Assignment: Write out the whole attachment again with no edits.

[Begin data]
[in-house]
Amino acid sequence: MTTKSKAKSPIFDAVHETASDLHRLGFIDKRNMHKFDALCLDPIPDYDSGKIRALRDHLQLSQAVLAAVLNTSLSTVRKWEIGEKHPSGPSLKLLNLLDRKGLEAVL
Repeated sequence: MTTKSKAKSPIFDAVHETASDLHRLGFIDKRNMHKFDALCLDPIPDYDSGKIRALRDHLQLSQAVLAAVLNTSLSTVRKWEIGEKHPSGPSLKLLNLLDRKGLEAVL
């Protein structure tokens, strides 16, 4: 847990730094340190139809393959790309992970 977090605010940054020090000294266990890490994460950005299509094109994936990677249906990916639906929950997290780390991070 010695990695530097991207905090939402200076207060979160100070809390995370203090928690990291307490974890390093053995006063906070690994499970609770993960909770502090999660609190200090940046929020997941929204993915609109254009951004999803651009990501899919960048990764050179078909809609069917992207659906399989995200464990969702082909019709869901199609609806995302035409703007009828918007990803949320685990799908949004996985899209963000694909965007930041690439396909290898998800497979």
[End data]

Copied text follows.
[in-house]
Amino acid sequence: MTTKSKAKSPIFDAVHETASDLHRLGFIDKRNMHKFDALCLDPIPDYDSGKIRALRDHLQLSQAVLAAVLNTSLSTVRKWEIGEKHPSGPSLKLLNLLDRKGLEAVL
Repeated sequence: MTTKSKAKSPIFDAVHETASDLHRLGFIDKRNMHKFDALCLDPIPDYDSGKIRALRDHLQLSQAVLAAVLNTSLSTVRKWEIGEKHPSGPSLKLLNLLDRKGLEAVL
């Protein structure tokens, strides 16, 4: 847990730094340190139809393959790309992970 977090605010940054020090000294266990890490994460950005299509094109994936990677249906990916639906929950997290780390991070 010695990695530097991207905090939402200076207060979160100070809390995370203090928690990291307490974890390093053995006063906070690994499970609770993960909770502090999660609190200090940046929020997941929204993915609109254009951004999803651009990501899919960048990764050179078909809609069917992207659906399989995200464990969702082909019709869901199609609806995302035409703007009828918007990803949320685990799908949004996985899209963000694909965007930041690439396909290898998800497979």